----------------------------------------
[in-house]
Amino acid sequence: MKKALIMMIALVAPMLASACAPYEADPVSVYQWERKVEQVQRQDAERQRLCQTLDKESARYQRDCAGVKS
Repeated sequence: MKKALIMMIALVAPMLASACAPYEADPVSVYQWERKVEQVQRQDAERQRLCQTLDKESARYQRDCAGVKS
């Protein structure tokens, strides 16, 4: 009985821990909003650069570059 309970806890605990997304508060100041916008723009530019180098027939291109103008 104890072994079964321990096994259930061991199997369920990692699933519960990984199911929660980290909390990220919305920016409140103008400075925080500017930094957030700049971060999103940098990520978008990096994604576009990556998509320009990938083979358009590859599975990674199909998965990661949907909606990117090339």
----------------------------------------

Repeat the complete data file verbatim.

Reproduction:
[in-house]
Amino acid sequence: MKKALIMMIALVAPMLASACAPYEADPVSVYQWERKVEQVQRQDAERQRLCQTLDKESARYQRDCAGVKS
Repeated sequence: MKKALIMMIALVAPMLASACAPYEADPVSVYQWERKVEQVQRQDAERQRLCQTLDKESARYQRDCAGVKS
């Protein structure tokens, strides 16, 4: 009985821990909003650069570059 309970806890605990997304508060100041916008723009530019180098027939291109103008 104890072994079964321990096994259930061991199997369920990692699933519960990984199911929660980290909390990220919305920016409140103008400075925080500017930094957030700049971060999103940098990520978008990096994604576009990556998509320009990938083979358009590859599975990674199909998965990661949907909606990117090339």